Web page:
Excerpt Of The Day: The Failure Of The European Economic Model

Given that Europe’s streak of economic underperformance can now be measured in decades, perhaps a better question to ask is: Why does anyone think that a system of generous welfare benefits, high taxes and harsh restrictions on hiring and firing would ever produce anything like a dynamic, growing economy? Why does anyone assume that there is such a thing as a “European model,” rather than just a collection of ill-conceived policies having a predictably depressing effect on the economy and job creation?

…In 1965, government spending as a percentage of GDP averaged 28% in Western Europe, just slightly above the U.S. level of 25%. In 2002, U.S. taxes ate 26% of the economy, but in Europe spending had climbed to 42%, a 50% increase. Over the same period, unemployment in Western Europe has risen from less than 3% to 8% today, and to nearly 9% for the 12 countries in the euro zone. These two phenomena are related; in a country with generous welfare benefits, rising unemployment increases government spending rapidly.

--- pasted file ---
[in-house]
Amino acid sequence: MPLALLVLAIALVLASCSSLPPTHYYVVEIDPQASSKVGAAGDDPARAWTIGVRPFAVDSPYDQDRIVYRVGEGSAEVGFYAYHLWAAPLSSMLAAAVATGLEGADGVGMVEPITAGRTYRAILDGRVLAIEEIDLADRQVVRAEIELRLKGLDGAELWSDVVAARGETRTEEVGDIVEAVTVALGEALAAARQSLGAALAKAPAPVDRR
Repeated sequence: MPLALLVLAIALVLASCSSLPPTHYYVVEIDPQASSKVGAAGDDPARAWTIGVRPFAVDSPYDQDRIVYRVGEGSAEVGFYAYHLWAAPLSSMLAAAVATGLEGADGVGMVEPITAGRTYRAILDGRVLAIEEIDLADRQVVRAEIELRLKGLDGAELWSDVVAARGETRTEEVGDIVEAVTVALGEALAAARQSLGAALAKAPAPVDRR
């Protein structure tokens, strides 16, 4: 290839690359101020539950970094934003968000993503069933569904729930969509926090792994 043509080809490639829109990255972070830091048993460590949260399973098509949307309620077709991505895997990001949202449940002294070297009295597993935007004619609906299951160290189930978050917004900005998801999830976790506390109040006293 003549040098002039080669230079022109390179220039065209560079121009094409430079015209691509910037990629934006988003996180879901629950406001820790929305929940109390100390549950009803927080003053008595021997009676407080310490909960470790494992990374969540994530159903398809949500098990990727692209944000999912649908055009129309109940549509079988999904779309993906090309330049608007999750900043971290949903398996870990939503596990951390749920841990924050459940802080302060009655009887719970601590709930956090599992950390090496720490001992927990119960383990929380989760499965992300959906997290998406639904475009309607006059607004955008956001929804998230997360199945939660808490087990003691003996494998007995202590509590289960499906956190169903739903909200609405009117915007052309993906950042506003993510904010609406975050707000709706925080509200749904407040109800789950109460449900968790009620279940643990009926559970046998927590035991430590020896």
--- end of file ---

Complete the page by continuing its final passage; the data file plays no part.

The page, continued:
…Western Europe jumped the track and fell into an economic ditch in the 1970s along with the rest of the world. But the Thatcher and Reagan reforms that pushed Britain and the U.S. back onto the rails were never tried on the Continent, and most of those countries have been spinning their wheels ever since.

Rather than ask whether the “model” is doomed, it would be better to question how it ever attained the status of a model at all. The welfare state worked in Europe for two decades because so few people needed it; growth was strong, employment high and actual benefits paid were low. When the world economy hit a speed bump following the collapse of the Bretton Woods arrangement in 1971, both government spending and unemployment went up, and the system of incentives and benefits now enshrined as the “European model” was tested and found wanting. The result is permanently higher unemployment and taxes, a nasty mix. — Brian M. Carney

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